Published on Let's Talk Development

Growth and Development Nuts and Bolts for the G-20

This page in:

In the wake of the 2008 global financial crisis, many observers thought that the G-20 had a chance to succeed in the development arena where the G-8 foundered. Expectations were high that the G-20’s wider legitimacy and fresh remit would result in breakthrough solutions to knotty problems, from health pandemics to global warming. Yet the reality was that the G-20 Working Group on Development was pragmatic and selected a somewhat narrower range of priorities to focus on and many of the issues were ones that grew out of regional or national priorities. That is how the real world works—by consensus and stakeholder collaboration.

At the book launch for Postcrisis Growth and Development: A Development Agenda for the G-20Moisés Naím and Arvind Subramanian, both astute observers of trends in globalization, expressed disappointment that the G-20 development agenda didn't devote more energy to big ‘global public goods’ issues. Moreover, they noted a failure to grapple with the biggest risks facing the development community, such as illicit financial flows or climate change.

I would counter that the G-20 action plan for development that emerged from the Seoul Summit was well worth the sweat and effort and was a big success. That it reflected national priorities, as well as regional and global exigencies, is to be expected. Part of the dynamic in Seoul was to be informed by national priorities and to then translate them into global action, where there was consensus among the G20 membership.

Take aid for trade as well as infrastructure, which both matter immensely to non–G-20 members, including most low-income African countries. At the book launch, Arvind argued that aid for trade only remotely supported a global public good agenda. I beg to differ. Aid for trade links  trade to  infrastructure, to customs regulations, and connects farmers to markets. It also helps ensure entrepreneurs and farmers have access to power and can sell their wares and crops. And when we envision infrastructure in developing countries, we also must consider innovation and green alternatives that will avoid “locking in” carbon- and emissions-intensive power plants.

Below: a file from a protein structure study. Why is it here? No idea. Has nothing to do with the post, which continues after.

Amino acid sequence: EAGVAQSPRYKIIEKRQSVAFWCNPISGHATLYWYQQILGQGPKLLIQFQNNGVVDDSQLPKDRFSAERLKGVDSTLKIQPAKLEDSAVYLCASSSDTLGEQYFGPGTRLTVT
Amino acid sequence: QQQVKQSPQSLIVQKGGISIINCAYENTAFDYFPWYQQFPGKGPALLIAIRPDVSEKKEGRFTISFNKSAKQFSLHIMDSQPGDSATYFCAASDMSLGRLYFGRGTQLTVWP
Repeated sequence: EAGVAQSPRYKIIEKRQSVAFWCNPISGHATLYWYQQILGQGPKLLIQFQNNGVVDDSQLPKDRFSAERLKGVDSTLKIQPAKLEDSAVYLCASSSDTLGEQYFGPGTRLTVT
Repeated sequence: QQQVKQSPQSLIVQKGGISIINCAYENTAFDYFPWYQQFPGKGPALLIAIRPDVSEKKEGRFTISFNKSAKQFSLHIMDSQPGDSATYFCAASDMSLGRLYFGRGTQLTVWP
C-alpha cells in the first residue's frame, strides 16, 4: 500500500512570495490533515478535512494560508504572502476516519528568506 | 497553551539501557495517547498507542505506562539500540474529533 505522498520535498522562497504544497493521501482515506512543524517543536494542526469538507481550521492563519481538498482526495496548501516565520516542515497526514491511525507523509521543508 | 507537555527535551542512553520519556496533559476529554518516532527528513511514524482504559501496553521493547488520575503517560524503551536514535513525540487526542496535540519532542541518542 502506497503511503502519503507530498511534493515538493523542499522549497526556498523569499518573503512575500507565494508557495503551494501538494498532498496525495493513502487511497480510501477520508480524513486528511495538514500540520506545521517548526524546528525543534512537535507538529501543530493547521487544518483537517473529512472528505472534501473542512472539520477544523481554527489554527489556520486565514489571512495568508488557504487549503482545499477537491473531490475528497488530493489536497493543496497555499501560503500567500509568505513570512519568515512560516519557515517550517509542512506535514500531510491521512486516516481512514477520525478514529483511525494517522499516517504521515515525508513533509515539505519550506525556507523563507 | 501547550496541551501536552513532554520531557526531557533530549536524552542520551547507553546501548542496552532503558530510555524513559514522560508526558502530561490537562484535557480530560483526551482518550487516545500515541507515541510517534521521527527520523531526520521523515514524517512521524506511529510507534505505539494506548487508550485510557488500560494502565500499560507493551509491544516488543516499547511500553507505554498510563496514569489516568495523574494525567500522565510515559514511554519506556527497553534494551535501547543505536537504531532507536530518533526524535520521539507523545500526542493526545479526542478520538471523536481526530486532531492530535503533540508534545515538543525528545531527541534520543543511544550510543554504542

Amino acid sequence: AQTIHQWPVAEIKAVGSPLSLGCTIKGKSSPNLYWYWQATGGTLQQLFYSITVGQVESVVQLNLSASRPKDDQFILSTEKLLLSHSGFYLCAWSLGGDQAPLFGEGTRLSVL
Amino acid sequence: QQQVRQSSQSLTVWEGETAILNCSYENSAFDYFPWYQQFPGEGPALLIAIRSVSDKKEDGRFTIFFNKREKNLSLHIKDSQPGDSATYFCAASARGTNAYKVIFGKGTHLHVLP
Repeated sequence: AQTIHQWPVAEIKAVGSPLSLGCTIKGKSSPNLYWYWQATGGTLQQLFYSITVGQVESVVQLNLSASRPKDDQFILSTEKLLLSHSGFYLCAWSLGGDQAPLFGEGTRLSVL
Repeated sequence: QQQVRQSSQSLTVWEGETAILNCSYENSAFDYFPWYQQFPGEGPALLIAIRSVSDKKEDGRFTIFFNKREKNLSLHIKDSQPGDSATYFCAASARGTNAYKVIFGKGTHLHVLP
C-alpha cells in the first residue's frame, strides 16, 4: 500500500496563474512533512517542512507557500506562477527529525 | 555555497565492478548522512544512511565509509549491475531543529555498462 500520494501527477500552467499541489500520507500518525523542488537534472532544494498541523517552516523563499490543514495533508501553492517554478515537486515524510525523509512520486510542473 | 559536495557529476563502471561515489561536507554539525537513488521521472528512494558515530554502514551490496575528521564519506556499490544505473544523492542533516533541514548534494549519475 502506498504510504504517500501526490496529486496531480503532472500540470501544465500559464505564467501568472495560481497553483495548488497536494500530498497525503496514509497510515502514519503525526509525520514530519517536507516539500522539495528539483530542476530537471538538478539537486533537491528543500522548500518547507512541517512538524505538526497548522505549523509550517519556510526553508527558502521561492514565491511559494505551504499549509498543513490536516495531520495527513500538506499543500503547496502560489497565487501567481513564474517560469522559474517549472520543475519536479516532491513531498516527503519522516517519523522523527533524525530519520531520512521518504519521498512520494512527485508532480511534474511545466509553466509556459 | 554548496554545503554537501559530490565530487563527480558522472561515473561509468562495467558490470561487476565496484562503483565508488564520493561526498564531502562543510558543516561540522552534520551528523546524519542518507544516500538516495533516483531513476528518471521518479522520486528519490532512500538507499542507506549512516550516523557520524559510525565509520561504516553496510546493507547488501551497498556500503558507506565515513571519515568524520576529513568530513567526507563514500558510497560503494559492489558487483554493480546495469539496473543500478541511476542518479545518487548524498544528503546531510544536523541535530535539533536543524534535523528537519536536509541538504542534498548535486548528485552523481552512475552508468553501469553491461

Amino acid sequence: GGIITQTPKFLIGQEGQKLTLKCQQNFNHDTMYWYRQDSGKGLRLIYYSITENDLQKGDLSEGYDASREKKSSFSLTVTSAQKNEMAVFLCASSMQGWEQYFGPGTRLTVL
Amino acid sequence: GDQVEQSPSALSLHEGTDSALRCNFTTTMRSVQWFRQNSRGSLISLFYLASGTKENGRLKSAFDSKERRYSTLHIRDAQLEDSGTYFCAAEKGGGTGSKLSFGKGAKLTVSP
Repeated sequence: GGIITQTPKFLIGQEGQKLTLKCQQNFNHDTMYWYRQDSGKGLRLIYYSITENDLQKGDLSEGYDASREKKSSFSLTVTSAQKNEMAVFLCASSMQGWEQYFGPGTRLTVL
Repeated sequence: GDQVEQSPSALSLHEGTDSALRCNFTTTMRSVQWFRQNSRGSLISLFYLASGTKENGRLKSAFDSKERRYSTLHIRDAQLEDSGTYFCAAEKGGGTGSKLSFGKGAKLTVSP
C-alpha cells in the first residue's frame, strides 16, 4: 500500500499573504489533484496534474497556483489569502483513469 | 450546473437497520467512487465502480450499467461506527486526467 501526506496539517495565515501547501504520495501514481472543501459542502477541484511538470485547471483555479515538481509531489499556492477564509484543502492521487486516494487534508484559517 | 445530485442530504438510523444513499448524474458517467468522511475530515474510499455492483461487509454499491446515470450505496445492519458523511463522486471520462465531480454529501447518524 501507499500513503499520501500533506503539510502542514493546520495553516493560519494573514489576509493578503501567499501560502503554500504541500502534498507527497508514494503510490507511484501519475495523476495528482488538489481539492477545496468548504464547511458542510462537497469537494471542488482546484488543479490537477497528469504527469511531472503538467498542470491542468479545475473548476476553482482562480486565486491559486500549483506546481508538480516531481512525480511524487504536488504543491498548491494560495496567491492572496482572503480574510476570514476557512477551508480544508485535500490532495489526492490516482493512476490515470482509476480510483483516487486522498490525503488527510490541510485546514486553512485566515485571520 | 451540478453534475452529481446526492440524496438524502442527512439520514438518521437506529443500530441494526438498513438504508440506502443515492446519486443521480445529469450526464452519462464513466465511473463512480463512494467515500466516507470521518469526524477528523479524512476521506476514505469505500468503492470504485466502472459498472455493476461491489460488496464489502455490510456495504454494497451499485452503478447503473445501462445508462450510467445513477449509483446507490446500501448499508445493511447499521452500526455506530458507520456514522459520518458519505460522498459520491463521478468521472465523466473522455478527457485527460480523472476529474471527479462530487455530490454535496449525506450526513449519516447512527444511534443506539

Enlightened aid for trade and modern infrastructure should incorporate a green growth agenda that allows countries to adopt low carbon solutions built for the long term. When we talk about infrastructure, we implicitly include the global public good of climate change. Which, as Moisés pointed out, was a global public good that negotiators failed to move forward on in Copenhagen.

At its core, the G-20 mandate centers around international economic and financial cooperation and the need to foster strong, sustainable, and balanced growth. The development-related topics selected for inclusion at the Busan conference, in our book, and ultimately at the Seoul G20 Summit last month, needed to support this mandate and make contributions to economic growth at the national level and be politically and financially feasible at the global level.

The other constraint faced by the G-20 relates to turf and remit. Trade has the World Trade Organization (WTO). Climate change has the United Nations Framework Convention on Climate Change (UNFCCC). There are already established multilateral fora attempting to address these issues. Meanwhile, critical issues such as infrastructure, agricultural productivity and food security, as well as financial inclusion don’t have their own international champions. Thus they were more viable causes to be taken up by the G-20.

The Koreans approached the development agenda with vigor and pragmatism and an eye to initiatives and sector support that would create jobs, connect people to markets and enable new businesses while reducing poverty.  Hopefully, the French will carry  Korea's legacy forward.

To read a related blog by Lawrence MacDonald of the Center for Global Development, who moderated the event, click here. To learn more about Moisés’ views on ‘mini-lateralism’, click here. To access the content of Postcrisis Growth and Development, click here.




Shahrokh Fardoust

Research Professor at the Global Research Institute, College of William and Mary

Join the Conversation

The content of this field is kept private and will not be shown publicly
Remaining characters: 1000